the dust of hope: rune poems by Judy Croome 


About the book:
Judy Croome’s latest collection of poetry returns to the ancient ways of the Nordic runes, shining a light of hope and healing as we navigate through the wilderness of anxiety permeating these early years of the twenty-first century.

The simple verses console the reader with a calm acceptance that, even during a global pandemic, everyday life ebbs and flows with the natural rhythms of the timeless oceans.

Here are poems that invite us to stop, to breathe, and to see the world around us from a new perspective birthed within the centre of our souls.

My thoughts:
Hello everyone. Today I am taking part in the virtual tour for Judy Crume’s collection of poetry entitled the dust of hope. This is a collection of poems about everyday life, love and loss during the pandemic.

I really liked one called “Strength”.
“only then, in the shadows of heartbreak,
did I learn how to dive deep.
how to survive.”


There’s a rune symbol at the start of each poem and I found this to be a lovely and soothing collection. I savored these as I read a few per day. I really enjoyed these poems that so many of us can relate to.

perhaps the corona storm,
with all its violent destruction,
is only planting
the seeds of a new generation.”-ploughing the fields


“I met my soul
walking the path of solitude.
separated from you
by an invisible virus,
as powerful as a wrecking ball
free-falling
through the ceiling of our lives.”- between two moments

I recommend this collection if you enjoy poetry and are looking to get swept away by reading a few good poems.


Judy Croome is on virtual tour, click here for the rest of tour schedule.


Special thanks to Poetic Book Tours for my review copy of the dust of hope by Judy Croome.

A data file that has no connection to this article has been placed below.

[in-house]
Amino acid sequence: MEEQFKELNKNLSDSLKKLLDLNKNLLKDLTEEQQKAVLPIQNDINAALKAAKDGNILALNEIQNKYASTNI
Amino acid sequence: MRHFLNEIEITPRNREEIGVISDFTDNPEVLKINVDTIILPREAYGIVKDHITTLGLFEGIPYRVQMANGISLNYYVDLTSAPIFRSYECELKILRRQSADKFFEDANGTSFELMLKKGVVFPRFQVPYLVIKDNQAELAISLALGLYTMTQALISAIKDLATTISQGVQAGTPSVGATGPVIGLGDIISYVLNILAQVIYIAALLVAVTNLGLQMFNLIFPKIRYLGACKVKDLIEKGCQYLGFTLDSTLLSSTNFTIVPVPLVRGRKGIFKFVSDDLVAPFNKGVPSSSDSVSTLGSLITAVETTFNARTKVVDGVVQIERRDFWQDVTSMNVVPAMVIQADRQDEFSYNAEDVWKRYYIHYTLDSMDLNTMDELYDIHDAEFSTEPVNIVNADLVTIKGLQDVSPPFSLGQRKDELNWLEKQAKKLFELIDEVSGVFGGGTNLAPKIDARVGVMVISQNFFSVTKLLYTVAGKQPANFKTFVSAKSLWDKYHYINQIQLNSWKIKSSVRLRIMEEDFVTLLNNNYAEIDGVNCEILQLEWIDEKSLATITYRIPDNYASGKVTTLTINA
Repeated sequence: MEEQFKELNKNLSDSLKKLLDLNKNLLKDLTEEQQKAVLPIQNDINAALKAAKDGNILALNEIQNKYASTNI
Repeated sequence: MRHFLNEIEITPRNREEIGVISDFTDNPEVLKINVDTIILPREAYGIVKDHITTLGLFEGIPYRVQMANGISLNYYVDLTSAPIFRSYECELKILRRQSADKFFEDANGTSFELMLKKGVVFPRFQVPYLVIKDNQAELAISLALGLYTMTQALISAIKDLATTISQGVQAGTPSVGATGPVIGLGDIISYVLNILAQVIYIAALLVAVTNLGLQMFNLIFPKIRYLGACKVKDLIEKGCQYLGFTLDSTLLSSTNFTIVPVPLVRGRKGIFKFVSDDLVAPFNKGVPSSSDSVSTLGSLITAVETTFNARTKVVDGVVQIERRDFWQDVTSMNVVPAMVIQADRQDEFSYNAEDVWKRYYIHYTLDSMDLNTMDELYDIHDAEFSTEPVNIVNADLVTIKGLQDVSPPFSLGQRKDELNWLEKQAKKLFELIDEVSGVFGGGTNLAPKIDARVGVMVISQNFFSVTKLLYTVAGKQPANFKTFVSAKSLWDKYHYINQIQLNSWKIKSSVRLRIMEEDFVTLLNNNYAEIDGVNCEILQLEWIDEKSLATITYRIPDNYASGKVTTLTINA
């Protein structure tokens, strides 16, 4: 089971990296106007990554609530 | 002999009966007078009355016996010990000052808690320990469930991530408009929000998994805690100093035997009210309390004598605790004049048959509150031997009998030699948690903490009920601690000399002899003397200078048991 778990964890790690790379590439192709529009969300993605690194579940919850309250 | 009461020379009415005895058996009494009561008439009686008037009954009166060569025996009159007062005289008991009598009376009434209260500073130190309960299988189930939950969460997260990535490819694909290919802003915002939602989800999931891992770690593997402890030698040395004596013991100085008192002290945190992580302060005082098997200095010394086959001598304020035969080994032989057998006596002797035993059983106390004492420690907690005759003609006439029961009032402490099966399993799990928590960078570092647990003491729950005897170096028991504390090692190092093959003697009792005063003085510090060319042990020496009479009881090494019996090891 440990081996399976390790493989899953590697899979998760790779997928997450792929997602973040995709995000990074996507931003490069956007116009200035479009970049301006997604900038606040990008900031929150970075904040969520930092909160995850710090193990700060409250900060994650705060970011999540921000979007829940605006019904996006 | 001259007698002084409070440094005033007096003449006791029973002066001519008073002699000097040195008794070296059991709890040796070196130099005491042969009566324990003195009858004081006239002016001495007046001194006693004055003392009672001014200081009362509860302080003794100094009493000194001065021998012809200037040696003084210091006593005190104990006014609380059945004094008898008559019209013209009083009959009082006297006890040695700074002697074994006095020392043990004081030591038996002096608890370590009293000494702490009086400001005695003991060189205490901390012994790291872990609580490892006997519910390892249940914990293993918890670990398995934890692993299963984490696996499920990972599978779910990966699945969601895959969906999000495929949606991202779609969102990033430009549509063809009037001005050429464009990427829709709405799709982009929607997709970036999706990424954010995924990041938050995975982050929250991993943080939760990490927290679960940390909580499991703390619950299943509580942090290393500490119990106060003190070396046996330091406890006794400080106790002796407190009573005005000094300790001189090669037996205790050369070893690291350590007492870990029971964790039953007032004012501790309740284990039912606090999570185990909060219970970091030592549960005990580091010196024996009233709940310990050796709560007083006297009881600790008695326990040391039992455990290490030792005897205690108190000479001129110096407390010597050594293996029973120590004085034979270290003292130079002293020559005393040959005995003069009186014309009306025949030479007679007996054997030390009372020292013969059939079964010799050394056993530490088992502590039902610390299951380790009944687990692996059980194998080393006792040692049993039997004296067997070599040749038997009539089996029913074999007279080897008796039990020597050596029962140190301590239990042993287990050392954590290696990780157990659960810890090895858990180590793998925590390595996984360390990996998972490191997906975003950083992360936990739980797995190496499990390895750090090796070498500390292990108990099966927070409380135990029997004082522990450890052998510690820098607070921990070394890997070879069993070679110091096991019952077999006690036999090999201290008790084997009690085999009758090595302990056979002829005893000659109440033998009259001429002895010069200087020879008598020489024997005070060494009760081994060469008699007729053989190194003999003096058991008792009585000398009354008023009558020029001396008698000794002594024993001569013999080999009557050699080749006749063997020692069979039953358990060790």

About the Author:


Judy Croome lives and writes in Johannesburg, South Africa. Shortlisted in the African Writing Flash Fiction 2011 competition, Judy’s short stories, poems and articles have appeared in various magazines, anthologies and newspapers, such as The Sunday Times, The Huffington Post (USA) and the University of the Witwatersrand’s Itch Magazine. In 2021 and 2016, Judy was the poetry judge for Writers2000’s Annual Writing Competition. In 2021, Judy presented an hour long workshop to Writers 2000 called “The Gift of Poetry”.

Judy loves her family, cats, exploring the meaning of life, chocolate, cats, rainy days, ancient churches with their ancient graveyards, cats, meditation and solitude. Oh, and cats. Judy loves cats (who already appear to have discovered the meaning of life.)

Her fiction and poetry books ‘the dust of hope: rune poems” (2021); “Drop by Drop: poems of loss” (2020); “a stranger in a strange land” (2015),”The Weight of a Feather & Other Stories” (2013), “a Lamp at Midday” (2012) and “Dancing in the Shadows of Love” (2011) are available from Aztar Press.